You could also join – or set up – a local Neighbourhood Watch scheme. It is very easy and these schemes reduce local crime. Insurers love them, typically reducing premiums by 5% for scheme members.

Next, consider what you are paying for. There are several extras you can add to your policy that will increase the cost, but you may not really need them. Emergency home protection (relating to heating, plumbing and drainage crises) usually adds around £40 a year to your insurance bill. Accidental damage cover bumps premiums up by an average 10%. Another way to cut your premiums is to increase your excess. If you are happy to pay more in the event you do make a claim, your premiums will fall substantially. For example, putting your excess up to £400 from nothing could reduce your premiums by around 25%.

Finally, don’t forget your no-claims bonus. Insurers love customers who pay their premiums but don’t make a claim. So, they will give you a no-claims bonus. Even a one-year no claims bonus could cut your insurance by 10%, rising to as much as 50% if you have five years or more without claims.

Knightsbridge Wealth works with a panel of expert independent insurance brokers to ensure its clients have access to the best advice for their unique circumstances.

Don’t count on lower interest rates

Interest rates will need to stay high and flat for some time in order to bring inflation under control. Whatever happens, for central bankers the descent from high rates will be more dangerous than the climb up.

Whilst the US Federal Reserve held interest rates at between 5.25% and 5.5% at its September meeting, it surprised markets by projecting that rates will need to stay high until well into next year. With annual US inflation down to 3.7%, investors had been hoping that rate cuts were coming into view, but a strong jobs market and an oil price spike have dashed those bets.

The Fed’s own projections show that it might even raise rates one more time before the end of 2023.

Leaving open the possibility of more rate rises distracts traders from speculating on when cuts will come. It is all part of the delicate game of deception that central banks must play with markets to stop them from going bananas on bets of easy money ahead.

So far, the plan is working, with US ten-year Treasury bond yields topping 4.5% for the first time since the eve of the financial crisis in 2007. Bond yields have moved higher for the past two years, inflicting losses on bondholders (bond prices move inversely to yields). Investors had been hoping that 2023 would finally be the “year of the bond”, but instead US Treasury investors are on course for a third consecutive year of losses. Traders think US interest rates will still be around 4.75% by the end of next year. That would mark a reversion to the long-term norm before the exceptionally loose policies that followed the global financial crisis.

In the UK, the Bank of England also held rates steady at 5.25%. Annual core inflation (which strips out volatile food and energy prices) fell significantly this autumn. That may mark a turning point. Inflation is now down to 4.5%, less than half where it began 2023.

London’s undervalued stock-market

London is Europe’s stock market champion again. The combined market capitalisation of primary listings in London is now $2,888.4bn, edging ahead of the $2.887.5bn figure for Paris, which has been hit by sliding luxury share prices.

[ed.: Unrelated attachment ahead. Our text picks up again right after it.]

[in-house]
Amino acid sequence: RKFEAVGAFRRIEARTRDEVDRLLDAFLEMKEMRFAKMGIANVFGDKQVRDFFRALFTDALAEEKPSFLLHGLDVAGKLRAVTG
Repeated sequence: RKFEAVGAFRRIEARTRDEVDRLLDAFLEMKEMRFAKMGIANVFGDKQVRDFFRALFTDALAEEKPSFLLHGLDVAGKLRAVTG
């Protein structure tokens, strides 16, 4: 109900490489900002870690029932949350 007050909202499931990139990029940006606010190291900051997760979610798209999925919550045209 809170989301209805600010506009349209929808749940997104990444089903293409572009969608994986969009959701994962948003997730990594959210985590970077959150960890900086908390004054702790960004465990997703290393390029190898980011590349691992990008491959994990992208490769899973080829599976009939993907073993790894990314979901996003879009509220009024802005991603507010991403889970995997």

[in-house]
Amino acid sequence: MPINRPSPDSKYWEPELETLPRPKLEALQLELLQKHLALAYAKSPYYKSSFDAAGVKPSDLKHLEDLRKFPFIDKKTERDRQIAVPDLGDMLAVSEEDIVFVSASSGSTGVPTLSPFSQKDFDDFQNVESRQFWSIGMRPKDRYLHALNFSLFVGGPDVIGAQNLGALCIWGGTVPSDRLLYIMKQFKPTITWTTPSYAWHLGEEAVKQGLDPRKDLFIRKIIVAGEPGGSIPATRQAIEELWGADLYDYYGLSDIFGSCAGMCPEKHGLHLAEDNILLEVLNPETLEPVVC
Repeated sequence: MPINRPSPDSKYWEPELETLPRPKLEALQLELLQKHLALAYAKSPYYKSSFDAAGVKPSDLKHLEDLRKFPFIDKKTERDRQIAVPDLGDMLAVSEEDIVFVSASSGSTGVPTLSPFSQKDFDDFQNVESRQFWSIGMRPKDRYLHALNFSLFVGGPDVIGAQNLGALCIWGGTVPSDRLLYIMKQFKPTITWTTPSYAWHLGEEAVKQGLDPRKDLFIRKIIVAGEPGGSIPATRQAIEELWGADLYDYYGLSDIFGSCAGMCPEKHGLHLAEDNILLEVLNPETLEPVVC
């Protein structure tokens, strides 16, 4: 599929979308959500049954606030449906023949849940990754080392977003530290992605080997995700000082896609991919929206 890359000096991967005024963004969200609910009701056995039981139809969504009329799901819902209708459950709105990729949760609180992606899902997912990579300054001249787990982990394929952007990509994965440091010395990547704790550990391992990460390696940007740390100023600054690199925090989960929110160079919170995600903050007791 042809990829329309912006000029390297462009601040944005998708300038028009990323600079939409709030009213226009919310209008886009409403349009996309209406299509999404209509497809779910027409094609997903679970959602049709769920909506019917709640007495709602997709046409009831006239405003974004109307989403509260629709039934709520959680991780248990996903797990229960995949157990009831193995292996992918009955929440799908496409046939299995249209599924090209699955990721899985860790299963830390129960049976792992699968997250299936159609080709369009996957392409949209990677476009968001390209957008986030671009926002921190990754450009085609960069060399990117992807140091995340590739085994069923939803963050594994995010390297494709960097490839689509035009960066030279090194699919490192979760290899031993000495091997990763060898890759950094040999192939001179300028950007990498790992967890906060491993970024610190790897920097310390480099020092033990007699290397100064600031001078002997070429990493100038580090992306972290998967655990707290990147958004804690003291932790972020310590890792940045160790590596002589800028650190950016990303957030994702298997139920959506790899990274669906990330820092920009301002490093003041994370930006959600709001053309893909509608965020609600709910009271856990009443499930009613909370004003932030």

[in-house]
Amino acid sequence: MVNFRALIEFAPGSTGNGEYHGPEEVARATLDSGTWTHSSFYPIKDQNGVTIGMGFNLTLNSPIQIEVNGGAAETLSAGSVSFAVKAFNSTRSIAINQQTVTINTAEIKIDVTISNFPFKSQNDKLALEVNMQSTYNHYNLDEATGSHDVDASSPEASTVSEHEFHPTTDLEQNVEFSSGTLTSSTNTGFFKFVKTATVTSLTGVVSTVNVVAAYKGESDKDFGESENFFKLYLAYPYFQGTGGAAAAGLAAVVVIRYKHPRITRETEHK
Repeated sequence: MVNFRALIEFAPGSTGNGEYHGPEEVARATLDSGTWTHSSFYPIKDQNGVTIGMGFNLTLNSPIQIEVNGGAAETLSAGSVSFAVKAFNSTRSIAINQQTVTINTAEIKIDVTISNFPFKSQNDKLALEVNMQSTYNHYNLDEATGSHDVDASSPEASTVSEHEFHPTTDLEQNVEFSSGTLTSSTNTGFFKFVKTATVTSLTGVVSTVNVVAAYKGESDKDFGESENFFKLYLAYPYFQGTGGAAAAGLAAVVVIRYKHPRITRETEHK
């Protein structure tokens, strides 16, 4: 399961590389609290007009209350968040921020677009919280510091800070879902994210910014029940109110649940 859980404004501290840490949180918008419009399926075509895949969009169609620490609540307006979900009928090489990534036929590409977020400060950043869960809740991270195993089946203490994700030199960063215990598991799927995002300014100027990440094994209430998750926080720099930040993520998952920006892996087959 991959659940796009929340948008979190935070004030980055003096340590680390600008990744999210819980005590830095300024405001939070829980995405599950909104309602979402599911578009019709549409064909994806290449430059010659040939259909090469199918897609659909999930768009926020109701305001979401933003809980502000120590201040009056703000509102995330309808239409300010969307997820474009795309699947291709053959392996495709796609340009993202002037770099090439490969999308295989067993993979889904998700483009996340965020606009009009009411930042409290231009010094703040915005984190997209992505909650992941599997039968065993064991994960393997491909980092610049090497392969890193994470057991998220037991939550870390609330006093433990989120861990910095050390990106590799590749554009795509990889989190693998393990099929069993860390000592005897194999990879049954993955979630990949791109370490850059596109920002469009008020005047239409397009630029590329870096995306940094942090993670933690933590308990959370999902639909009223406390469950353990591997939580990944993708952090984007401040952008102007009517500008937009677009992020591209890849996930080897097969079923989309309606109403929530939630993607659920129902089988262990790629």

London has been helped by its greater weighting towards energy as oil prices have spiked. The FTSE has also been boosted by the Bank of England’s decision to hold interest rates steady. That weakened the pound, which increase the overseas earnings of multinational British blue-chip firms in sterling terms.

France’s CAC 40 has fallen by 9% since its April peak, although the index remains up by 4% this year. That compares with a 2.5% fall on the FTSE 100. The FTSE 250, down 11% so far this year, has done even worse. Unlike the more international FTSE 100, the mid-cap index’s rout has been driven by gloom about prospects for the UK’s domestic economy.

London’s leapfrogging of Paris isn’t much to celebrate. It reflects flagging designer handbag sales in China (which have hit French luxury stocks), not a flood of high-growth tech businesses listing in London. A spate of acquisitions have caused £700bn in delisting’s from the London market over the past decade, over six times the amount raised by new issues. Indeed, the UK is the only developed equity market to have shrunk relative to GDP over the past 20 years.

Since 1997, the number of companies on the London market has virtually halved, falling from almost 3,000 to 1,619 last year. Between 1997 and 2007, the UK market averaged 300 new share issues annually. Since 2010 that figure has been closer to 100, thanks in large part to a decline in activity by smaller companies. Another key factor has been divestment by UK pension funds, which have opted for gilts instead.

The London market, which has shrunk to make up less than 4% of the global developed markets universe, is increasingly regarded as irrelevant by big US fund managers. Many big British firms trade at almost half the valuations of their US peers. Medical-devices maker Smith & Nephew, for example, is on a forward price/earnings (p/e) ratio of 14.3, compared with 26.1 for US competitor Stryker. Similarly, US bank JPMorgan trades on a forward price-to-book ratio of 1.7, compared with 0.4 for Barclays.

Many British companies are doing much better than their share prices would suggest. London’s shares are plainly undervalued, which is why there has been so much foreign private-equity interest in them of late. And while floats are thin on the ground, that has been a problem across global markets this year.

Which European stock exchange raised the most money for existing clients this year? London. By miles.